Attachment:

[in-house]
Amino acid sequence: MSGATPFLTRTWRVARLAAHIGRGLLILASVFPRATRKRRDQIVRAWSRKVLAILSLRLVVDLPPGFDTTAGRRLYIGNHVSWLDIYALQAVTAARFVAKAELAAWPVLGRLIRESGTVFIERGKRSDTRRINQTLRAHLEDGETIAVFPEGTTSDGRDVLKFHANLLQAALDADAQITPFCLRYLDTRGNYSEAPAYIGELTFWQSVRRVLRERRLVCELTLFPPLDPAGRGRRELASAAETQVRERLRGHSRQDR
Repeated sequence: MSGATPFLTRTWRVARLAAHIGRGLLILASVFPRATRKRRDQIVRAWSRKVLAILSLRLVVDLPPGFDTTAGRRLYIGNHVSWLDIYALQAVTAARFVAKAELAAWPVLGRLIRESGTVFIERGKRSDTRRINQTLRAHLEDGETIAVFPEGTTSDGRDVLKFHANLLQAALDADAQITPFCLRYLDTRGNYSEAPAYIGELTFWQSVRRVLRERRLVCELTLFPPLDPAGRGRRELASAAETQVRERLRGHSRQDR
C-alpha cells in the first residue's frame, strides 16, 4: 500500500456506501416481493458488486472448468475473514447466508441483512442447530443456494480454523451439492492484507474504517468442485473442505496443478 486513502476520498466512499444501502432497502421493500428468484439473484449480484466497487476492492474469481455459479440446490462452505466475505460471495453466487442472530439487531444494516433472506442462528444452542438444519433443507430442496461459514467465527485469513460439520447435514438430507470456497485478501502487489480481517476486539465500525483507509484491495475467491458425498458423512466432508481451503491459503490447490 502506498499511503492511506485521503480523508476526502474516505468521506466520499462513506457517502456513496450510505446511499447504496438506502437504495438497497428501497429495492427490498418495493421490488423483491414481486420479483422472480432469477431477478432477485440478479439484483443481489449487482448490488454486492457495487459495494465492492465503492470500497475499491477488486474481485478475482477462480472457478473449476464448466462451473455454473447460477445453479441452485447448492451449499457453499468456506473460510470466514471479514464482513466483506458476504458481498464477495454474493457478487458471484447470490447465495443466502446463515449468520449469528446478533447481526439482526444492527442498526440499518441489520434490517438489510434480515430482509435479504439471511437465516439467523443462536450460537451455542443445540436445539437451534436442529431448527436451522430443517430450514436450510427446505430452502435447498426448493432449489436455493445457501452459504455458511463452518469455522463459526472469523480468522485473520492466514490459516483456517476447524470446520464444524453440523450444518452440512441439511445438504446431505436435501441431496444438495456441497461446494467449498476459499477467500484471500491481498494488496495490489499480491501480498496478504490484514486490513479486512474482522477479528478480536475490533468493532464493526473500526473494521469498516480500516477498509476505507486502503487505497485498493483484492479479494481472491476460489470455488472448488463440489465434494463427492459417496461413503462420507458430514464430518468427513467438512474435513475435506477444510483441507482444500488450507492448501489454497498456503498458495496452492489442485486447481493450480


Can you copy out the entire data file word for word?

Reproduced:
[in-house]
Amino acid sequence: MSGATPFLTRTWRVARLAAHIGRGLLILASVFPRATRKRRDQIVRAWSRKVLAILSLRLVVDLPPGFDTTAGRRLYIGNHVSWLDIYALQAVTAARFVAKAELAAWPVLGRLIRESGTVFIERGKRSDTRRINQTLRAHLEDGETIAVFPEGTTSDGRDVLKFHANLLQAALDADAQITPFCLRYLDTRGNYSEAPAYIGELTFWQSVRRVLRERRLVCELTLFPPLDPAGRGRRELASAAETQVRERLRGHSRQDR
Repeated sequence: MSGATPFLTRTWRVARLAAHIGRGLLILASVFPRATRKRRDQIVRAWSRKVLAILSLRLVVDLPPGFDTTAGRRLYIGNHVSWLDIYALQAVTAARFVAKAELAAWPVLGRLIRESGTVFIERGKRSDTRRINQTLRAHLEDGETIAVFPEGTTSDGRDVLKFHANLLQAALDADAQITPFCLRYLDTRGNYSEAPAYIGELTFWQSVRRVLRERRLVCELTLFPPLDPAGRGRRELASAAETQVRERLRGHSRQDR
C-alpha cells in the first residue's frame, strides 16, 4: 500500500456506501416481493458488486472448468475473514447466508441483512442447530443456494480454523451439492492484507474504517468442485473442505496443478 486513502476520498466512499444501502432497502421493500428468484439473484449480484466497487476492492474469481455459479440446490462452505466475505460471495453466487442472530439487531444494516433472506442462528444452542438444519433443507430442496461459514467465527485469513460439520447435514438430507470456497485478501502487489480481517476486539465500525483507509484491495475467491458425498458423512466432508481451503491459503490447490 502506498499511503492511506485521503480523508476526502474516505468521506466520499462513506457517502456513496450510505446511499447504496438506502437504495438497497428501497429495492427490498418495493421490488423483491414481486420479483422472480432469477431477478432477485440478479439484483443481489449487482448490488454486492457495487459495494465492492465503492470500497475499491477488486474481485478475482477462480472457478473449476464448466462451473455454473447460477445453479441452485447448492451449499457453499468456506473460510470466514471479514464482513466483506458476504458481498464477495454474493457478487458471484447470490447465495443466502446463515449468520449469528446478533447481526439482526444492527442498526440499518441489520434490517438489510434480515430482509435479504439471511437465516439467523443462536450460537451455542443445540436445539437451534436442529431448527436451522430443517430450514436450510427446505430452502435447498426448493432449489436455493445457501452459504455458511463452518469455522463459526472469523480468522485473520492466514490459516483456517476447524470446520464444524453440523450444518452440512441439511445438504446431505436435501441431496444438495456441497461446494467449498476459499477467500484471500491481498494488496495490489499480491501480498496478504490484514486490513479486512474482522477479528478480536475490533468493532464493526473500526473494521469498516480500516477498509476505507486502503487505497485498493483484492479479494481472491476460489470455488472448488463440489465434494463427492459417496461413503462420507458430514464430518468427513467438512474435513475435506477444510483441507482444500488450507492448501489454497498456503498458495496452492489442485486447481493450480